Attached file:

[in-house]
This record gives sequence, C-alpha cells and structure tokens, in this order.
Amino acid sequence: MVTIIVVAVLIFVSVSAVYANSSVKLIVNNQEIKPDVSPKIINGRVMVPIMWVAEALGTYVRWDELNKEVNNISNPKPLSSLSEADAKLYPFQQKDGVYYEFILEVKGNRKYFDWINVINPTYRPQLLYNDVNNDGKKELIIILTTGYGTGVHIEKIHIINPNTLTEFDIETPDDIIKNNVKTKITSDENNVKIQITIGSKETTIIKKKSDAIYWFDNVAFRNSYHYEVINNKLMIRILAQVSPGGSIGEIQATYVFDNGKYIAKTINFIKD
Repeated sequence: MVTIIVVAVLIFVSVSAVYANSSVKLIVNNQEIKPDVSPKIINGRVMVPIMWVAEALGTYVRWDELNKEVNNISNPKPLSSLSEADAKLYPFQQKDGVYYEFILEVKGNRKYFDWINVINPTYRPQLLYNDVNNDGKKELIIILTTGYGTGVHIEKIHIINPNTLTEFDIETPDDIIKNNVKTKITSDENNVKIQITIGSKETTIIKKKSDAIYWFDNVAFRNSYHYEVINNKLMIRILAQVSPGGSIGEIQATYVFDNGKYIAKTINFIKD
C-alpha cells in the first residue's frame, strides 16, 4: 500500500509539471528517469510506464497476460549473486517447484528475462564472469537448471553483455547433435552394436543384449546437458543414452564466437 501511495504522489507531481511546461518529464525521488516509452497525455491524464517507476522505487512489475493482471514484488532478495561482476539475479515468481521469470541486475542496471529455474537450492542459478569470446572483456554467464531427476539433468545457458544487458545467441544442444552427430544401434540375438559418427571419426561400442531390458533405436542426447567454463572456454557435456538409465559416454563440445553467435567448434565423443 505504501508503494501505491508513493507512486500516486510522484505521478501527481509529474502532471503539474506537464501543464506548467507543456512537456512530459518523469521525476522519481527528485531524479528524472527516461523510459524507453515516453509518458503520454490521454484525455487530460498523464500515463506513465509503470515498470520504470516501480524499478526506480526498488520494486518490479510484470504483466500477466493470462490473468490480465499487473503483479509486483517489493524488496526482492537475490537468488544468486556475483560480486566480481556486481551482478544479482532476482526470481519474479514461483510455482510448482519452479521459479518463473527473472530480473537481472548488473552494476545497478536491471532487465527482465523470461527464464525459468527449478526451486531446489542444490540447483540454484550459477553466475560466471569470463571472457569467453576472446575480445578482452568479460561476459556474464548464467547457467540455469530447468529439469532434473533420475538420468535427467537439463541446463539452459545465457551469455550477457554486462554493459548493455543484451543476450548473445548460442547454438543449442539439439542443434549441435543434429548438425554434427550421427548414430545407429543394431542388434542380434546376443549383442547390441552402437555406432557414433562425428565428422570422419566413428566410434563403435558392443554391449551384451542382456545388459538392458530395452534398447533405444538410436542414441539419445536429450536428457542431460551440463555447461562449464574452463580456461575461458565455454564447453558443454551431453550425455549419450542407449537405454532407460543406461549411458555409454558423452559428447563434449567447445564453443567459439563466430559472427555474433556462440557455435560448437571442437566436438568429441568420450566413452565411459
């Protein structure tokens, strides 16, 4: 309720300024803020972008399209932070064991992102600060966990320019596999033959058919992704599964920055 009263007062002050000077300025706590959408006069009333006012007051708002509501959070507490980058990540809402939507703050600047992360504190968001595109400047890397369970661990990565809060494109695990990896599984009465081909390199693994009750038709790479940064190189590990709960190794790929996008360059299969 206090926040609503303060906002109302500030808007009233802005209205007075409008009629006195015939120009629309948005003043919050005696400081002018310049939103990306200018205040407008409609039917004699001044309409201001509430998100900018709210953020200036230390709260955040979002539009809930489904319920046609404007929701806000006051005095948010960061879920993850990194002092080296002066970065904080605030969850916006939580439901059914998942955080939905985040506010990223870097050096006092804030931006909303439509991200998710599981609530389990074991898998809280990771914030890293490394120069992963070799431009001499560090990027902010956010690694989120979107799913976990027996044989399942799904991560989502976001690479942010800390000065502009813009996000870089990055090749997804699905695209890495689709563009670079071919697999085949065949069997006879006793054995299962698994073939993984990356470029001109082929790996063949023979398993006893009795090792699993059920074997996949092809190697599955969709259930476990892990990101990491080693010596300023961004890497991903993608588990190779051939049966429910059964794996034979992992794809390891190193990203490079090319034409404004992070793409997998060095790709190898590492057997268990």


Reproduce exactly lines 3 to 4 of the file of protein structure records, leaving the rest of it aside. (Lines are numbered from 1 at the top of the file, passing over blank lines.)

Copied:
Amino acid sequence: MVTIIVVAVLIFVSVSAVYANSSVKLIVNNQEIKPDVSPKIINGRVMVPIMWVAEALGTYVRWDELNKEVNNISNPKPLSSLSEADAKLYPFQQKDGVYYEFILEVKGNRKYFDWINVINPTYRPQLLYNDVNNDGKKELIIILTTGYGTGVHIEKIHIINPNTLTEFDIETPDDIIKNNVKTKITSDENNVKIQITIGSKETTIIKKKSDAIYWFDNVAFRNSYHYEVINNKLMIRILAQVSPGGSIGEIQATYVFDNGKYIAKTINFIKD
Repeated sequence: MVTIIVVAVLIFVSVSAVYANSSVKLIVNNQEIKPDVSPKIINGRVMVPIMWVAEALGTYVRWDELNKEVNNISNPKPLSSLSEADAKLYPFQQKDGVYYEFILEVKGNRKYFDWINVINPTYRPQLLYNDVNNDGKKELIIILTTGYGTGVHIEKIHIINPNTLTEFDIETPDDIIKNNVKTKITSDENNVKIQITIGSKETTIIKKKSDAIYWFDNVAFRNSYHYEVINNKLMIRILAQVSPGGSIGEIQATYVFDNGKYIAKTINFIKD